Nat Segal is a professional skier, producer and writer from Melbourne, Australia now based in Revelstoke, BC. She lives and plays on the traditional unceded territory of the Sinixt, Ktunaxa, Sylix, and Secwépemc Nations. Following six years competing on Freeride and Freeskiing World Tours, Nat traded in her competition bibs and since 2014 has been both in front of the camera and producing ski content including ski expedition Shifting Ice and Changing Tides and PURE. In 2016 she teamed up with her sister, Anna Segal and adventure filmmaker, Bjarne Salén to produce Finding The Line (2018), a documentary film that uses skiing as a vehicle to explore fear and how we as humans deal with this emotion. Nat is currently working on a short documentary film in Revelstoke.
1) How did you get into big mountain and freestyle skiing?
I grew up skiing at Mount Buller, a hill of a mountain, three hours from Melbourne. As a teenager I started skiing moguls and competed until I was 17. While I had opportunities to continue to pursue the sport, I was more interested in following an education in Fine Arts and focused on graduation and university. I kept up my stoke for skiing coaching freestyle on the weekends with my local club. In 2010 I took a year off university and by a few coincidences found myself in Chamonix Mont-Blanc working as an au-pere for a mountain guide and head of communications for the Freeride World Tour. The family, my ski buddies and the mountains opened my mind to a whole new world of skiing and the following winter I returned to compete in the Freeride World Qualifiers. Three years later I was in Revelstoke competing in the Freeride World Tour.
2) What has your relationship been with your period throughout your life, and how has it changed over the years?
For a long time I ignored my period, it was a thing that happened. Sometimes I had cramps and I would stay home but I never tried to work with my period. In my early 20s I started taking the contraceptive pill to help improve my PMS symptoms that included migraines, nausea and cramps that left me in bed for two days. Since then I have consistently been on contraceptives (pill and IUD). Over the last few years I have started to pay more attention. I use an app called FITR to help me track my cycle and train with my period and not against it. I also started to question my use of contraceptives and recently removed my IUD as I was concerned it may be having an affect on my chronic back injury. I think being aware of the different contraceptive options is important and is an amazing tool we have as women but one glove doesn't fit all. It's integral to see what works for you and question each method you try.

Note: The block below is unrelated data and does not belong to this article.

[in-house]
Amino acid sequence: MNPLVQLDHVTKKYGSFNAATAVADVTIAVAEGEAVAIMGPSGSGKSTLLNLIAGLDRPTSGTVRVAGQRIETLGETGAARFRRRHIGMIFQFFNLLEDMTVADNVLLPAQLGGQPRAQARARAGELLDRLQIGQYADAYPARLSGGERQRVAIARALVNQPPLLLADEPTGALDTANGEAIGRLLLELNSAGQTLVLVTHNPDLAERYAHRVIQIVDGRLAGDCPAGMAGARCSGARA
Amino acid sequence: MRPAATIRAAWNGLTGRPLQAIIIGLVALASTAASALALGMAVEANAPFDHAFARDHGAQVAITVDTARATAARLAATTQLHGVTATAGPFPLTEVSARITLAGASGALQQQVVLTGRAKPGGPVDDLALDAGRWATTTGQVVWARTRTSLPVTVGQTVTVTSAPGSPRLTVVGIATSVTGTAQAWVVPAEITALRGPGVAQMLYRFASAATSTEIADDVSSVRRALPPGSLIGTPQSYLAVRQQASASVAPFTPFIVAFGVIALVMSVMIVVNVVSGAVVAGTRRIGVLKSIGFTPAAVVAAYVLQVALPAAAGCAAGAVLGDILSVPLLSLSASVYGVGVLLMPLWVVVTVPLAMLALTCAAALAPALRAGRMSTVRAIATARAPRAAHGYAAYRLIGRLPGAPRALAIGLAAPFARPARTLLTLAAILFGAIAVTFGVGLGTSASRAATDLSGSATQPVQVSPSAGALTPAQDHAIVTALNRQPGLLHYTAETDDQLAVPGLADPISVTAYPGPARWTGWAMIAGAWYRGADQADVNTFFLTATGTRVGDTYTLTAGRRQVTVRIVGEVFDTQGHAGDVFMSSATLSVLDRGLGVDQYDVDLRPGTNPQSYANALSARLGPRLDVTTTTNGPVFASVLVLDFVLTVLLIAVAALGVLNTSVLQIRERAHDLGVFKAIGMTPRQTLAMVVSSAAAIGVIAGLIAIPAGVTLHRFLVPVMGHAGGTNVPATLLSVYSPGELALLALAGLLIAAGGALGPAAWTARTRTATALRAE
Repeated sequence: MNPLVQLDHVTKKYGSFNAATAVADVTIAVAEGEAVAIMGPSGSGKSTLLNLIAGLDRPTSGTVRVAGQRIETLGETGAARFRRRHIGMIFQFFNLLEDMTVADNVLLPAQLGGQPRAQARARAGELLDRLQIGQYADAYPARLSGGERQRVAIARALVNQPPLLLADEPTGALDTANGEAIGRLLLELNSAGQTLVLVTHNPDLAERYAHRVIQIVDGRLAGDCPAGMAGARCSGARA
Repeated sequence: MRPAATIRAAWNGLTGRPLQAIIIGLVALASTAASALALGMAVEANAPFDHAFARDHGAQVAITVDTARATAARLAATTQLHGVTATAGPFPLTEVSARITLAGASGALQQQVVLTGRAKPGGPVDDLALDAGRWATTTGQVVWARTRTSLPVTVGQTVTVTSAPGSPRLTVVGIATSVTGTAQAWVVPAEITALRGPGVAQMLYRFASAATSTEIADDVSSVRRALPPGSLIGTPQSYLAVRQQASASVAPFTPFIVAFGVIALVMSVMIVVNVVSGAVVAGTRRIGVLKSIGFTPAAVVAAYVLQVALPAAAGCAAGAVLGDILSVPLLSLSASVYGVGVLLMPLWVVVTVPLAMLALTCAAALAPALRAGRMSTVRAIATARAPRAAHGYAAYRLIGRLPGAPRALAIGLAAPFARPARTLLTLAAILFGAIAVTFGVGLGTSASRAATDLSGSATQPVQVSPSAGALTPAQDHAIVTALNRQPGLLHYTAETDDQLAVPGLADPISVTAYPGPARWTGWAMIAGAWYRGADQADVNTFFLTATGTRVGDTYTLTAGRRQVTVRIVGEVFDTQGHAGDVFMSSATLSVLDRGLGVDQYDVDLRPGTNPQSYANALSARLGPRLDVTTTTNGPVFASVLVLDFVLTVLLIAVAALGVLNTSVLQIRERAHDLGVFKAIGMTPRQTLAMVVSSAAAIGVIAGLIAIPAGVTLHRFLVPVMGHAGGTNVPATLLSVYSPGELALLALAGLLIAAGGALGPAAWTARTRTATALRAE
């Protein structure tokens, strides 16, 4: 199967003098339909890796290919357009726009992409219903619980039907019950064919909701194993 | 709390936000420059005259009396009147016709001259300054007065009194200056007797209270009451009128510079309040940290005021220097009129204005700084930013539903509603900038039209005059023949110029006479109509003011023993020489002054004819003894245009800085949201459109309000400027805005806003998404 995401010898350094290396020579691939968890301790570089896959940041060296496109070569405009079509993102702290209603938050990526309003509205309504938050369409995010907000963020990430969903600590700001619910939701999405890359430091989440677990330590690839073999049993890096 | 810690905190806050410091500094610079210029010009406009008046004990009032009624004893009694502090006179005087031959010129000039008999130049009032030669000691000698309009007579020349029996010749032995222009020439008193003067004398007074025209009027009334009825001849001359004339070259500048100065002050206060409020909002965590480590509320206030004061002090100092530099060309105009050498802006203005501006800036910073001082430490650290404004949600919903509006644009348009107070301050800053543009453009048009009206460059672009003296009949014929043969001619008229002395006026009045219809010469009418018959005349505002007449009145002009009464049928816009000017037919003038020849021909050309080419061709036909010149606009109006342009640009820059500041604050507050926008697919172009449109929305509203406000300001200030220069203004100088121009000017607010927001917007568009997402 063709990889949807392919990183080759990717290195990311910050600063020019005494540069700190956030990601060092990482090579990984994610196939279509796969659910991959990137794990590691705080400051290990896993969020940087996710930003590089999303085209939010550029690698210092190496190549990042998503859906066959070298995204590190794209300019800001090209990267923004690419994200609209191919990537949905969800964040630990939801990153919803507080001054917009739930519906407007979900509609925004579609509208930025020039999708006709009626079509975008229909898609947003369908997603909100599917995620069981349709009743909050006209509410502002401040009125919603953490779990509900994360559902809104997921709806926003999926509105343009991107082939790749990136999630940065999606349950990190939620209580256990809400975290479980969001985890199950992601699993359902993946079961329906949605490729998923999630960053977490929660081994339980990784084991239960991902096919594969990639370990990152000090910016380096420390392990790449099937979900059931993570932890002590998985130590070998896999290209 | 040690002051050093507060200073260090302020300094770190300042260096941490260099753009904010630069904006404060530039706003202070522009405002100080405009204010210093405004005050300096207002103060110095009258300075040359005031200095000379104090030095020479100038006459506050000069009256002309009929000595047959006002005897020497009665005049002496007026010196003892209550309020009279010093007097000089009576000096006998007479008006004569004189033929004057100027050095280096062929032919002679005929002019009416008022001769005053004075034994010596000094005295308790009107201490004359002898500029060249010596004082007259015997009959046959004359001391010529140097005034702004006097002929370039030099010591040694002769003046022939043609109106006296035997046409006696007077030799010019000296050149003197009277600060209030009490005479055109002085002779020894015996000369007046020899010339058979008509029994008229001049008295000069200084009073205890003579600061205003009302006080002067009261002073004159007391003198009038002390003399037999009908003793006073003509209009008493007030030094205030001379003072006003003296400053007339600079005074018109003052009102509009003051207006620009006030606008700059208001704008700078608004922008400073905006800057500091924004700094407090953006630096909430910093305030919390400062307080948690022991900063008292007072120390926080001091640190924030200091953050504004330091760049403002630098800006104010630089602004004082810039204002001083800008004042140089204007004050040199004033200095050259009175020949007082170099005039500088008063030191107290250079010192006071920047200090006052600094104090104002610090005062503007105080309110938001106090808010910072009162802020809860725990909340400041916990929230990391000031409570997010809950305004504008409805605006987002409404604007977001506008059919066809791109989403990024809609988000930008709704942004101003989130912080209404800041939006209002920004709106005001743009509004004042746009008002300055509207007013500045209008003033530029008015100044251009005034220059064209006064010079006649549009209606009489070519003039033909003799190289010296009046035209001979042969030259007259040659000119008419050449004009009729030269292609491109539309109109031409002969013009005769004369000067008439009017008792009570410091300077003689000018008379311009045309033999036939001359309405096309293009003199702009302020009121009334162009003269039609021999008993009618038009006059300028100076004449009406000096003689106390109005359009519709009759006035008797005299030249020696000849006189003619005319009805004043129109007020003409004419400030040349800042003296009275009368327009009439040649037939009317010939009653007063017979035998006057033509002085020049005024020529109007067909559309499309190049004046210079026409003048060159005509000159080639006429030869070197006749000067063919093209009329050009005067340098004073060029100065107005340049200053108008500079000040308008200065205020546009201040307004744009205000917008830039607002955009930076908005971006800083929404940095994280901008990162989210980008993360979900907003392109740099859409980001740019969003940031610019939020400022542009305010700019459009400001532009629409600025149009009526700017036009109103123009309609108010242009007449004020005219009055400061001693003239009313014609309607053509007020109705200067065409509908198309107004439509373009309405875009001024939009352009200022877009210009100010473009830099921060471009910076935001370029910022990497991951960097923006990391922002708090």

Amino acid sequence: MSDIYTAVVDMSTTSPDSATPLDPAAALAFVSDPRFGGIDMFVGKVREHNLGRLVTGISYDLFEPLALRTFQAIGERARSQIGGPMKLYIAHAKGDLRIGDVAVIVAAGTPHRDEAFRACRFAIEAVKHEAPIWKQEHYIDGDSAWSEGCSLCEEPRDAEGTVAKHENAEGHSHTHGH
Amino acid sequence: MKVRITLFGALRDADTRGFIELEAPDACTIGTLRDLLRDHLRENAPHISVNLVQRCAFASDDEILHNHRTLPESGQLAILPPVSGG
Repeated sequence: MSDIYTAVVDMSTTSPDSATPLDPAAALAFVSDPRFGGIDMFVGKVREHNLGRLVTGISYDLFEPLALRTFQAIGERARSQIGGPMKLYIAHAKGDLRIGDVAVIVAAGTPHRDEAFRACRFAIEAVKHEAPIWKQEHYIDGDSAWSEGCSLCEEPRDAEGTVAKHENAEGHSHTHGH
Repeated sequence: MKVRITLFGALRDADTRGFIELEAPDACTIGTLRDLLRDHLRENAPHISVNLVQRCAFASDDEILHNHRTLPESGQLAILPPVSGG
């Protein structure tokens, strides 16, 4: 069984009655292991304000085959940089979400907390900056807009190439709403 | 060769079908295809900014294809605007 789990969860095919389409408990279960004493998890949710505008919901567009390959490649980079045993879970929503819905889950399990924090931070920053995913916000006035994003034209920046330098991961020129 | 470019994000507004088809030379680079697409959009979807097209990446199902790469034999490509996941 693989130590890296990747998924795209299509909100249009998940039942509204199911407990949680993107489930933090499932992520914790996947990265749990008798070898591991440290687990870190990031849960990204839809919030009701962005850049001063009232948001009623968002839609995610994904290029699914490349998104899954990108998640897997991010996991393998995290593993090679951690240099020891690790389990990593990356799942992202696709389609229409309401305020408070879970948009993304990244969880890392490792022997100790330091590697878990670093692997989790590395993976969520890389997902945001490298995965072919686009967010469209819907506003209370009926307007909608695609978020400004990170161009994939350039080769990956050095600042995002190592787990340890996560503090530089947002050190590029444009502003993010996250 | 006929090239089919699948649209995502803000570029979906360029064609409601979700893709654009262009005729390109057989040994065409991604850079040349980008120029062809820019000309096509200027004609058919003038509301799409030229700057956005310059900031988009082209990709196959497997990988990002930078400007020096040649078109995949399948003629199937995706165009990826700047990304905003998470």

3) How has your period affected you in your athletic career?
I've found it difficult to draw concrete correlations between my period and injuries and my performance but there is research to show that different stages of your cycle can have a huge effect. This includes a higher likelihood of tearing ligaments during ovulation. As I said I often ignored my period and loved the pill and IUD as I no longer had to think about it. I saw my period as detrimental to my career. In retrospect I can pinpoint lots of times when my period has affected my performance and while I have only circumstantial proof, I believe it also has an effect on my back injury as it often flares up just before my period. In saying that, it wasn't my period's fault, it was how I was working with it.
4) When it comes to training and competing, do you do anything differently depending on where you are in your cycle?
Nowadays, I track my period and use the information in my hands to make good training decisions. Some mornings I wake up and don't want to train, I check FITR and realize I am ovulating and I need to focus on training smart with lots of recovery and fueling correctly. I believe we can use our cycle to our benefit if we pay attention. I am also trying to be much more mindful of rest. Living in Revelstoke the FOMO is real and I have always found it hard to rest. My current goal is to make sure I have a good balance of training hard and resting hard. In saying that, there are plenty of days when I am not feeling 100% and have to pony up for a film or photo shoot. On those days it's hard to focus and connect with the task at hand. I try to be mindful of where my body is at and ski within my limits of that day. 99% of my injuries have occured when I am tired and not paying attention because my body does not feel 100%.
5) If you could change one thing about having ovaries, what would it be?
I've never thought of this wish! My first thought is having a way to turn my ovaries on and off but the hormonal systems that are connected with them are so important for so many of our health systems that it feels wrong. I think it would be best if I could talk to them, kind of like the Vagina in 'Big Mouth'. Imagine if your ovaries would wake up in the morning and be like 'Hey girl, HEEEY, we're ovulating today so make sure you do some type of training, work on your flexibility and have longer recovery times. Cool, have a great day!"
Photo by Laura Szanto